The practical implications of the risk assessment were that there would have to be a remedial cleanup. “A review of chromium toxicology suggested that valence differentiation in the environment would be key to correctly calculating health-protective cleanup standards and maximizing the benefit of each dollar committed to remediation” (Paustenbach, 2002, p. 1). The specific goal approach was practical because it addressed the issues and came up with a plan of action. Many big companies do not have a plan of action and this hinders the process to be successful in the remediation process.
Another reason for the practicality of the risk assessment was that they were able to budget for how much the remedial and the cleanup would cost. Many companies are unable to see have a plan of action at times like this and cannot for see the cleanup and the cost associated with it. A cost benefit analysis is important when looking at a risk assessment. The cost and benefit analysis reviews the cost and benefit or cleaning up an area. Most analytically reviewed references monetary gains and loses. Looking at the cost and benefits of both scenarios will help decide whether to clean the area or leave it alone.
When looking at a CBA there are four different areas that must be looked at: first the gross disproportion, the sensitivity analysis, annualisation, and discounting. Gross disproportion is basically a factor when deciding if control measures should be used; if the costs are not grossly disproportionate from the benefits the control measures must be used. Sensitivity analysis is taking one or more of the factors and varying them to see if the outcome would be any different, this is used to show that control measures will be unsuccessful or that all that can be done has been.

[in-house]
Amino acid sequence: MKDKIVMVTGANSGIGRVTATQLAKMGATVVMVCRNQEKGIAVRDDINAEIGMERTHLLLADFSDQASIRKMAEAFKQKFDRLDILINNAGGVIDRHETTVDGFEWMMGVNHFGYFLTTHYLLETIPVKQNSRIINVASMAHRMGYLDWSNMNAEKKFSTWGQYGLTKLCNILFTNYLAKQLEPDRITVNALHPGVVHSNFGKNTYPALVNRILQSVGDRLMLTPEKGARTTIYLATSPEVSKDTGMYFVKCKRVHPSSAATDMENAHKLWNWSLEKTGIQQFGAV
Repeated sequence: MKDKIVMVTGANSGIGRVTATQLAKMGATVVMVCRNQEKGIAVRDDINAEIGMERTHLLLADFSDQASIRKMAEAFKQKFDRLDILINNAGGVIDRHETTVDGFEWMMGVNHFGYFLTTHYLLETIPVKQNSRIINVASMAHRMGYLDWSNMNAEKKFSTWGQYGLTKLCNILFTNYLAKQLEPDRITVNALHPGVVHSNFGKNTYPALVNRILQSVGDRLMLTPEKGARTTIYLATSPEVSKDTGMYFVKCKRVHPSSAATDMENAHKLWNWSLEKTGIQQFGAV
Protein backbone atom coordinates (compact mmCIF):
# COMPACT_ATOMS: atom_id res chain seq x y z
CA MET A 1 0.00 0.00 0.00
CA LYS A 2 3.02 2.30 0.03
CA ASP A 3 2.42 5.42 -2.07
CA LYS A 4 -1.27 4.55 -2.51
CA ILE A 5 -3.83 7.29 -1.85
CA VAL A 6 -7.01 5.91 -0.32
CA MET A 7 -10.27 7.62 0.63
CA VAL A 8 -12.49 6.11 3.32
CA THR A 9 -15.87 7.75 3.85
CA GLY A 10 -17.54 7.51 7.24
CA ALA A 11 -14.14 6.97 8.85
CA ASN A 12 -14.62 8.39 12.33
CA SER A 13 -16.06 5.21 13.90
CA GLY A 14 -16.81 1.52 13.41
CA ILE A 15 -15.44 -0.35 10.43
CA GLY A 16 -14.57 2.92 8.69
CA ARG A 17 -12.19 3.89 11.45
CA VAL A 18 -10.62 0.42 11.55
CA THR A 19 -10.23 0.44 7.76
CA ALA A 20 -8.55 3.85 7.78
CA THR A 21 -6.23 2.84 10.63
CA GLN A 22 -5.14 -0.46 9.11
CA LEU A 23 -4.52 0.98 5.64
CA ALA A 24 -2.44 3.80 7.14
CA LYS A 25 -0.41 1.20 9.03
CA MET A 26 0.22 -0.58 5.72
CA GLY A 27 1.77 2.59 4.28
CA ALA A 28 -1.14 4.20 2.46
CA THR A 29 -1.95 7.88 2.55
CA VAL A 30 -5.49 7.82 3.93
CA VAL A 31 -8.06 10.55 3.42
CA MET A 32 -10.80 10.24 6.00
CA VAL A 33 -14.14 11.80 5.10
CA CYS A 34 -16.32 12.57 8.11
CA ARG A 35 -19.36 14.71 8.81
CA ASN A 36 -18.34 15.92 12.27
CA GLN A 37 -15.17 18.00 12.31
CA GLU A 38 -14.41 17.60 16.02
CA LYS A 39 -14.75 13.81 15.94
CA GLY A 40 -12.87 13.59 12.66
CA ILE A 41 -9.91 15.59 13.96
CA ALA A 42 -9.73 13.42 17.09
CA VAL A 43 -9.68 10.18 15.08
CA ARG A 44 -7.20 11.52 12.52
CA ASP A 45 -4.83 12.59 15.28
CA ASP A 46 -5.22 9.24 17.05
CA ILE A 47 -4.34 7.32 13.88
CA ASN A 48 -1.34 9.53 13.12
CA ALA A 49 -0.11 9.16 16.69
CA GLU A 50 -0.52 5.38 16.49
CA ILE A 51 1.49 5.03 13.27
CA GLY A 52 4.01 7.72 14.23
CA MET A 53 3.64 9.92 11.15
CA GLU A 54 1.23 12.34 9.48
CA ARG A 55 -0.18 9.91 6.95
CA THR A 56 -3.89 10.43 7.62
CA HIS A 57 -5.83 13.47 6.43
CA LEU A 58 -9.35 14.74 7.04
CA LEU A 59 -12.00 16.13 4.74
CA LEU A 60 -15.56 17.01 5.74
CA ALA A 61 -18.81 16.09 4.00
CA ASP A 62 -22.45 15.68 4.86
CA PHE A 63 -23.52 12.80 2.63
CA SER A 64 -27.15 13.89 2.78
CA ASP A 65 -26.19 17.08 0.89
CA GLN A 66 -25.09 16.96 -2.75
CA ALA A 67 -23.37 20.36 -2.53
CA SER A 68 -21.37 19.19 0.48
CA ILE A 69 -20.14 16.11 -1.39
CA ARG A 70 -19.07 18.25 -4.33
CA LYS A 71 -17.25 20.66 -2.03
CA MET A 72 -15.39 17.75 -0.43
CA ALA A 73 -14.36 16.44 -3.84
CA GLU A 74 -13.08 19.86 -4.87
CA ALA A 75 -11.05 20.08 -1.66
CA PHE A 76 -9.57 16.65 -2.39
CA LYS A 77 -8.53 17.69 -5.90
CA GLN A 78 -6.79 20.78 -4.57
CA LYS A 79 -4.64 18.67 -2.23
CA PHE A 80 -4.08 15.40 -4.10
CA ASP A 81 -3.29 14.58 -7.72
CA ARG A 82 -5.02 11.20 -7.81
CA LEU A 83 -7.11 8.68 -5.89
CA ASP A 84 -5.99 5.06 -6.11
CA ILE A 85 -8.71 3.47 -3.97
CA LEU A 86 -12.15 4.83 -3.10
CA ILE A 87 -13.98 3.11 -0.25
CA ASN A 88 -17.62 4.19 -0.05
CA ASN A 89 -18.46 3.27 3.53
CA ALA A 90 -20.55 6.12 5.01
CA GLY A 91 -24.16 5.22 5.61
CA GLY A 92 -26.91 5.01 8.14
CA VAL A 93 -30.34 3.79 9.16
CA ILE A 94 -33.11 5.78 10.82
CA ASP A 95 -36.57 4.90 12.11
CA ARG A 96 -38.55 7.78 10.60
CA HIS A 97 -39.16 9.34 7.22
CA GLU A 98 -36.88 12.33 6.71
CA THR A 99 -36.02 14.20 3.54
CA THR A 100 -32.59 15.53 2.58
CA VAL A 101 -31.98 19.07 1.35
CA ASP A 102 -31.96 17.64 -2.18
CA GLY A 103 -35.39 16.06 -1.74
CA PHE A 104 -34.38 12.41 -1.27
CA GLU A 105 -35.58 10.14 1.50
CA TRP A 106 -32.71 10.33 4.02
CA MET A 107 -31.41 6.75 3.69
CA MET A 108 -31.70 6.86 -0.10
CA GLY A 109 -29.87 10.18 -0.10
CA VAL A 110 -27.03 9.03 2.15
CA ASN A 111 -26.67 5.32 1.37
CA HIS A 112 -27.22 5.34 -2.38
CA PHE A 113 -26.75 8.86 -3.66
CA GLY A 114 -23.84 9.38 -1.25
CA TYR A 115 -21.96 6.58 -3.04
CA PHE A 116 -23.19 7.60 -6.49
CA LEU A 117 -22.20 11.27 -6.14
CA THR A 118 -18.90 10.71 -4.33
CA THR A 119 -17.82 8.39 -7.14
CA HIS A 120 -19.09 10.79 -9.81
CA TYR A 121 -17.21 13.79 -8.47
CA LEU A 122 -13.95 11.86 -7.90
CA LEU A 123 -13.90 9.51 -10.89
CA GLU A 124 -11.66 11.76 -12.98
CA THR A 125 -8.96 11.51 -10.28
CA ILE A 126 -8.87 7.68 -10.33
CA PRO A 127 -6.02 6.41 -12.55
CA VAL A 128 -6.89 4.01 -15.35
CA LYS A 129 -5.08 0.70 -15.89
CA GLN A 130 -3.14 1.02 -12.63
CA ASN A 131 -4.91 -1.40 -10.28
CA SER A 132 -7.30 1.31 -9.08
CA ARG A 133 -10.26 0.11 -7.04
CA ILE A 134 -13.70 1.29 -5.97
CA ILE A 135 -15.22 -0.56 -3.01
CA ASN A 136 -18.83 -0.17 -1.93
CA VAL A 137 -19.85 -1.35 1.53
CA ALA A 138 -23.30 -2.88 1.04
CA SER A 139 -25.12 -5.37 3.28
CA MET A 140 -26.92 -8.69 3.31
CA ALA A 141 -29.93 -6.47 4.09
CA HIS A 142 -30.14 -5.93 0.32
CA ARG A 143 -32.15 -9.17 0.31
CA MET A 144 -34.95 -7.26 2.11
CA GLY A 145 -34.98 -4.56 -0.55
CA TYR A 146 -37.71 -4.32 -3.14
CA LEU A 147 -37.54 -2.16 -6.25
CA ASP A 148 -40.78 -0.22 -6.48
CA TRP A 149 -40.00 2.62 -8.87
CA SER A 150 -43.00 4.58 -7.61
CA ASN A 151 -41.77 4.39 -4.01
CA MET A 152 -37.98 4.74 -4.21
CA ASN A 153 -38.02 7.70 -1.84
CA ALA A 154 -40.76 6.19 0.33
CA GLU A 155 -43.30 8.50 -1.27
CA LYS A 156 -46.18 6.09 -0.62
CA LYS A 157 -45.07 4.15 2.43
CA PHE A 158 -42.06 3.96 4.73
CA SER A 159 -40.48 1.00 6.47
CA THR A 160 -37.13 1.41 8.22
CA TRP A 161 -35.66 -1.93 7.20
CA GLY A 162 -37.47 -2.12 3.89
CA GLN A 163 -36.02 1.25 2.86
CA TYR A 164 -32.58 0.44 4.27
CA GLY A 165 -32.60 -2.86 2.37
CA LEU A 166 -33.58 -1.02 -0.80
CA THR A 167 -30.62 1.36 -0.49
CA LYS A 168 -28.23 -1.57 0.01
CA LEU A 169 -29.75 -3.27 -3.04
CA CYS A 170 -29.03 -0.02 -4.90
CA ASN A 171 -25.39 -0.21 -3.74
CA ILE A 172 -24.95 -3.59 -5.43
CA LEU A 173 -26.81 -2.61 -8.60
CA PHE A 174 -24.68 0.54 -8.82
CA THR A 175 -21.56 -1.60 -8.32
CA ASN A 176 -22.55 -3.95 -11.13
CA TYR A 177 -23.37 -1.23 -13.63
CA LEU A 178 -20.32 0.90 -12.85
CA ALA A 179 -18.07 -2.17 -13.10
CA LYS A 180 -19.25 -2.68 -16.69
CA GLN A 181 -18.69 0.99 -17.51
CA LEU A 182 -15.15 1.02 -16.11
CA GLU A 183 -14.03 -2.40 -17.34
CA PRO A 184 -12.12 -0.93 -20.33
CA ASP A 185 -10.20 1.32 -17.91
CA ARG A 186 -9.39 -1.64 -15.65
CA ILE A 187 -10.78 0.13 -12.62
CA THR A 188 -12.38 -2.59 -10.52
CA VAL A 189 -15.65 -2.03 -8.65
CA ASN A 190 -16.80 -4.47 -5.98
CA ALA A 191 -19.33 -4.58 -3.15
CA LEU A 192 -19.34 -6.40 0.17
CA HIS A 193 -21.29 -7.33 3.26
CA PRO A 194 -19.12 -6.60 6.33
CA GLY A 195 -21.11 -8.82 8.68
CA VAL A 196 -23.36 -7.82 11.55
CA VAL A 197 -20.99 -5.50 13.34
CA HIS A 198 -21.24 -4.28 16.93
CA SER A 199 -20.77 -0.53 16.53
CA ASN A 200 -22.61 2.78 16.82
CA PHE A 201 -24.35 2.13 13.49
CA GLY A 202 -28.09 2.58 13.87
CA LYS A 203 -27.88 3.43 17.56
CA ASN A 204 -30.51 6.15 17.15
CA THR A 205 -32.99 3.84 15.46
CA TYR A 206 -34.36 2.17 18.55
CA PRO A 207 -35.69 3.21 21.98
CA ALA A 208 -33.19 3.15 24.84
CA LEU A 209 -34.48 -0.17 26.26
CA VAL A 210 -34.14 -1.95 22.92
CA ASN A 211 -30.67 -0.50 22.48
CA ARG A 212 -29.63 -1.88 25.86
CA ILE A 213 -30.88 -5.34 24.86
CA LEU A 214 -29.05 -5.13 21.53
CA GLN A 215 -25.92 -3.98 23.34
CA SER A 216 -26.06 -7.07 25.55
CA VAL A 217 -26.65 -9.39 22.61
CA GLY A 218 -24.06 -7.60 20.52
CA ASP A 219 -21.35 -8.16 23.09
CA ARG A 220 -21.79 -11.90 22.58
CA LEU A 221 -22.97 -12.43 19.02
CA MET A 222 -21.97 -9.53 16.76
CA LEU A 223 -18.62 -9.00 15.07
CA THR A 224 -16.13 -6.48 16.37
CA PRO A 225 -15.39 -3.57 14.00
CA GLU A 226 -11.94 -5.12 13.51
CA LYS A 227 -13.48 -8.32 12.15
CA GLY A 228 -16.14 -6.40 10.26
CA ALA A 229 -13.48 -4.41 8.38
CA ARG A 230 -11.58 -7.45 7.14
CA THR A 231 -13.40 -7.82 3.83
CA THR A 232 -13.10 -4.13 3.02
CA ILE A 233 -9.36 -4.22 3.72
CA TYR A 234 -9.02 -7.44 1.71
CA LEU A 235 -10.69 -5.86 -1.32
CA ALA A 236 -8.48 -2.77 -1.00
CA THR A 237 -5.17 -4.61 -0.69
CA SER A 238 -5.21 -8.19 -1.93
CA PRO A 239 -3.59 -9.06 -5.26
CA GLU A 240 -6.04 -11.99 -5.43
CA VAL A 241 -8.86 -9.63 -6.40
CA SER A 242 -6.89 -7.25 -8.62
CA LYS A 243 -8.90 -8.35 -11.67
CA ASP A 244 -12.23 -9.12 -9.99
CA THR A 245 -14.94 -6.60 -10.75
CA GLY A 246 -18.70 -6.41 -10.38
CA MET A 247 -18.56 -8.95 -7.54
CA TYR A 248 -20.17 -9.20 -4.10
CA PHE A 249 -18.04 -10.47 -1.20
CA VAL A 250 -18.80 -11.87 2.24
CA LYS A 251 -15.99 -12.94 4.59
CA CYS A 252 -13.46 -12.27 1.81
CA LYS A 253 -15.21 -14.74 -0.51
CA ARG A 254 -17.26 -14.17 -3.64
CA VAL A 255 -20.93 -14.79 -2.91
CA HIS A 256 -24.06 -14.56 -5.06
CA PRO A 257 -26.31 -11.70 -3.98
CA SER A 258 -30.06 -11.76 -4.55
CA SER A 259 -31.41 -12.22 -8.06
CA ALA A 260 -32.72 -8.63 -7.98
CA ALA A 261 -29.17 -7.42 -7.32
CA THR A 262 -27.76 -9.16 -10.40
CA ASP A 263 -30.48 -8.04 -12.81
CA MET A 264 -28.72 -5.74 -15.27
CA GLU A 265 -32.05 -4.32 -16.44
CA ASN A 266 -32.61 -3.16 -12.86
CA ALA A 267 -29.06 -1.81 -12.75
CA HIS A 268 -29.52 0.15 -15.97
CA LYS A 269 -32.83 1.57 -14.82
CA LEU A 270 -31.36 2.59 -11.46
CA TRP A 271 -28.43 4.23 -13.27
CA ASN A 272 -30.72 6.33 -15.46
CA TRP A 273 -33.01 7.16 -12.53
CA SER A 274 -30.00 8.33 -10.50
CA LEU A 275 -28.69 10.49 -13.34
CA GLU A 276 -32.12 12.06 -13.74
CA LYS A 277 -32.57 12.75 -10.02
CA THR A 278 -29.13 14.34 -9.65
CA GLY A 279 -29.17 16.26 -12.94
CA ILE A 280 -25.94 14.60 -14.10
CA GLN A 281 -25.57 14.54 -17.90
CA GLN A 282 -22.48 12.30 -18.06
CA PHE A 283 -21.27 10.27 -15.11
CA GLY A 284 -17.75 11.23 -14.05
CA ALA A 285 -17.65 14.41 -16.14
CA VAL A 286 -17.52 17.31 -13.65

Then the annualisation, when the costs are worked out year by year with the varying changes in money, is done by looking at the discounting numbers. Discounting is a deeper look into the different cost and benefits of each year, this looks at maintenance costs and other cost that may be incurred. The main problem with the CBA is that there are no set criteria for any of the sections, it is left up to those doing the CBA and those fighting the results must take it to court and the court decides.
Have set criteria listed for each aspect will help clarify what needs to be done. A CBA can be very beneficial to the decision of what needs to be done, it just needs a little more work to be more concise. The importance in a risk analysis can be witnessed in the review and evaluation of the risk assessment. The risk assessment of the chromium-contaminated soils in New Jersey; the 12-year assessment proved many points. Such an extensive assessment demonstrated an area of strength and weakness within the risk assessment.
The risk assessment is made up of four parts, first identifying the hazard, then looking at the dose response assessment; this is followed by the exposure assessment and the risk characterization. Within the risk assessment of the chromium-contaminated soils illustrated that there would be marked improvement with a remedial clean-up of the area. While it may not have been an easy decision, due to the fact, that the CBA has no set criteria. The risk analysis was conducted for 12 years to ensure human safety when living and working within the area; the 12 year study also helped form future risk analysis studies.